Breaking the norms: When is evading inheritance taxes socially acceptable?
Friedemann Richter and
Matthias Wrede ()
European Journal of Political Economy, 2018, vol. 52, issue C, 85-102
Using the example of inheritance tax, we examine the relationship between the structure of the tax and the strength of the social tax compliance norm. Based on the assumption that deviation from a legal norm is the more accepted the less its underlying principles are jeopardized, we argue that violating the tax compliance norm is socially justifiable if revenue requirements as well as equity and efficiency tax principles are not infringed upon by the evasion. Building on the literature on tax evasion, optimal inheritance taxation, and family economics, we hypothesize that a large non-declared amount of transfer and a high liquidity of the transferred asset decrease the acceptability of inheritance tax evasion and that both a high degree of kinship and young age of the heir increase the acceptance of evasion. Utilizing an experimental design embedded in a survey on the acceptance of inheritance tax evasion conducted in Germany in 2012, we confirm these hypotheses empirically.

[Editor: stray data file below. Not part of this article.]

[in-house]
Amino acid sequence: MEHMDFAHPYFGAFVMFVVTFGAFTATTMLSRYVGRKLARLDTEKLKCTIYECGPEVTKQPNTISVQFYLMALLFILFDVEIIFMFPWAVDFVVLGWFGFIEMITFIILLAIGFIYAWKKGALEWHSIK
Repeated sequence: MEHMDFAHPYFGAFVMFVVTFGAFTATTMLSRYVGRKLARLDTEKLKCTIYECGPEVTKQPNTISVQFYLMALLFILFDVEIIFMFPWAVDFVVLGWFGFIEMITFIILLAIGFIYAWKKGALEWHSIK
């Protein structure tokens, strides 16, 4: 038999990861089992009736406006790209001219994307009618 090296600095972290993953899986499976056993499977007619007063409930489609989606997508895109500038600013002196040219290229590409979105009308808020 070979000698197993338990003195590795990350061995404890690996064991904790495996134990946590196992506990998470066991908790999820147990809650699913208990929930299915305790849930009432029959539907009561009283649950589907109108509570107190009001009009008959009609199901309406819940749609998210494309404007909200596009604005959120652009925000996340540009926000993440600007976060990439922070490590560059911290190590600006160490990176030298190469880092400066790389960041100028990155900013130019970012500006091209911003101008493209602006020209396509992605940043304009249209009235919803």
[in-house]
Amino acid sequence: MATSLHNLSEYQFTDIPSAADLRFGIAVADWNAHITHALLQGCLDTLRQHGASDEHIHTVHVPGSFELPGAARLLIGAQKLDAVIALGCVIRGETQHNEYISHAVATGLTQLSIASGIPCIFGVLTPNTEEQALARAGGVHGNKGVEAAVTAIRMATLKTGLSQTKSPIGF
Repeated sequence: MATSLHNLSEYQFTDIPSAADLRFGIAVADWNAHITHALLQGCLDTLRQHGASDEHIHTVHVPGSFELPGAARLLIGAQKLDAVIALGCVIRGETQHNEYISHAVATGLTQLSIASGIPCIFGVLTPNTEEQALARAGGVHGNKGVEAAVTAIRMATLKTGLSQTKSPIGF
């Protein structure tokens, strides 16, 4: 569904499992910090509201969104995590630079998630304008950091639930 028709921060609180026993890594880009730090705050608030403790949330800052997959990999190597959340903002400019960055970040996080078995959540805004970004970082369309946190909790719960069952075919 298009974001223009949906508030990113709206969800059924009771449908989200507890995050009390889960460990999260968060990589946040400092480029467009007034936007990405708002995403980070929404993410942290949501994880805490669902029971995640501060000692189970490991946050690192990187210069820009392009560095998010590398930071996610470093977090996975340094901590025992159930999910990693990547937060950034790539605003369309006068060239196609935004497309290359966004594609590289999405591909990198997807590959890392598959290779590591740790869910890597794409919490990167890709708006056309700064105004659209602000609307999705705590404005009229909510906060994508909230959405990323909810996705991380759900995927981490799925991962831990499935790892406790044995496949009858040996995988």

Keywords: Tax compliance; Social norms; Tax evasion; Inheritance tax (search for similar items in EconPapers)
JEL-codes: H21 H24 H26 (search for similar items in EconPapers)
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Persistent link: https://EconPapers.repec.org/RePEc:eee:poleco:v:52:y:2018:i:c:p:85-102
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